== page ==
People post a good bit of HTML in the comments of articles on this site. They are trying to demonstrate something, ask for troubleshooting help, show alternate techniques, etc. This is excellent. I want to encourage this as much as possible. Unfortunately people are often confused on how to do it correctly and get frustrated when it comes out wrong.
I have to post instructions in the comment area to teach people the best way for this site:
- You can use basic HTML
- When posting code, please turn all < characters into <
- If the code is multi-line, use <pre><code></code></pre>
Ideally I’d like to get rid of all of those instructions completely, and have everything “just work”. Here are two changes that would get pretty close to ideal for comments on this site:
1. Any HTML that isn’t one of the “allowed tags” gets escaped.
WordPress has this default set of allowed tags:
<a href="" title=""> <abbr title=""> <acronym title=""> <b> <blockquote cite=""> <cite> <code> <del datetime=""> <em> <i> <q cite=""> <strike> <strong>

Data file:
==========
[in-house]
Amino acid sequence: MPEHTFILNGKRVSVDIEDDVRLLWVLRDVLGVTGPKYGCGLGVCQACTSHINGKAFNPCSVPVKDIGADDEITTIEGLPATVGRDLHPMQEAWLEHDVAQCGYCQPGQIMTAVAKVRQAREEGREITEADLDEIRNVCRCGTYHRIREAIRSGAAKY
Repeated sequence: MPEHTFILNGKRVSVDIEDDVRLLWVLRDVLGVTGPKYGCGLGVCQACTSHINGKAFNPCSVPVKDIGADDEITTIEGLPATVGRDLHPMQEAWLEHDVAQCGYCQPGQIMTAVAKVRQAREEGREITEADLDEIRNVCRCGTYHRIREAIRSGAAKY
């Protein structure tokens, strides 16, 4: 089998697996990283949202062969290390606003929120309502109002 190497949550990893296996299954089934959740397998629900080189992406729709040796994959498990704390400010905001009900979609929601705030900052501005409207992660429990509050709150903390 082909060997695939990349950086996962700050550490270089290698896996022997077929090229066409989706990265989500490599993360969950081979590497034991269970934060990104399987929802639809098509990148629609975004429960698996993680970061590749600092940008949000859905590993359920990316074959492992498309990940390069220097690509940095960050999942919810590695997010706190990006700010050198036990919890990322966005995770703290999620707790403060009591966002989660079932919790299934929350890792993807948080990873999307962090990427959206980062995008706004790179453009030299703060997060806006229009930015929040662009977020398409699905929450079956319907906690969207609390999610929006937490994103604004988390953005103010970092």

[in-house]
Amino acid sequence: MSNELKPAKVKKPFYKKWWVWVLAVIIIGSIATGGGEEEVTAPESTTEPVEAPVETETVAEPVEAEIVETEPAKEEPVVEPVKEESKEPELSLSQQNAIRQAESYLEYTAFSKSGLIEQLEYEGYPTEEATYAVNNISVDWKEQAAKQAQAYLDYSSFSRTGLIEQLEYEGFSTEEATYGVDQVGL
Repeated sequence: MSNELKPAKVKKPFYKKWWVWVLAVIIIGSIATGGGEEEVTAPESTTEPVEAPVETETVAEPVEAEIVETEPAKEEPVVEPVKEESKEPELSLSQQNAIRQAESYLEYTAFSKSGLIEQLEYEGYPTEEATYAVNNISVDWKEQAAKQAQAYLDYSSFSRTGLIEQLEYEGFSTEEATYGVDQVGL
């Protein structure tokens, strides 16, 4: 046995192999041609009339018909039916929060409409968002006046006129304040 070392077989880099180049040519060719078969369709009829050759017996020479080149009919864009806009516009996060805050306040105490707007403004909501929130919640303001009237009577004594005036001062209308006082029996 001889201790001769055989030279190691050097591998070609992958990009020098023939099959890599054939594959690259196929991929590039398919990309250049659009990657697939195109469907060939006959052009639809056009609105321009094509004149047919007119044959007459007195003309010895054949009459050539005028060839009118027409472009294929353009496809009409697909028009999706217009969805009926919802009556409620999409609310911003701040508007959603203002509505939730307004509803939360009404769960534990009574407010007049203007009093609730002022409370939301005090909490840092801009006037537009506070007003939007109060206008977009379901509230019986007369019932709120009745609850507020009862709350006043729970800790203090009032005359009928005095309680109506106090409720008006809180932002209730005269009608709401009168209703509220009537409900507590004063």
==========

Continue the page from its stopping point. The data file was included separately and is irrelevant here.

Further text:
If someone uses these tags in a comment, they will apply to that text and render appropriately. If they use any other tag, it should escape, not be stripped or inappropriately render. So:
I’d also say that if it’s a single line of code as in this example (does not contain line breaks) it should wrap the newly escaped code in <code></code> tags.
Also, if the code is already escaped like
<span> then leave it alone.
2. Make sure multi-line code is wrapped in <pre> tags
If someone puts out multiple lines of code (either they put it in
<code> tags or it’s not allowed tags so it auto-escapes and auto-code-wraps it), that multi-line code should be wrapped in
This should also strip whitespace from the beginning and end of the code block, so no extra spaces get rendered. This:
<pre><code> <ul> <li>
Should turn into:
This would be whether the commenter uses the tags themselves or they are auto-generated based on the above rules.
I’m specifically thinking of WordPress here because that’s what I always use, but I can imagine this being useful in any commenting environment that allows some-but-not-all HTML tags and is reasonable that the discussion may involve nerds discussing HTML. Hey maybe this should be a WordPress plugin eh? WINK WINK.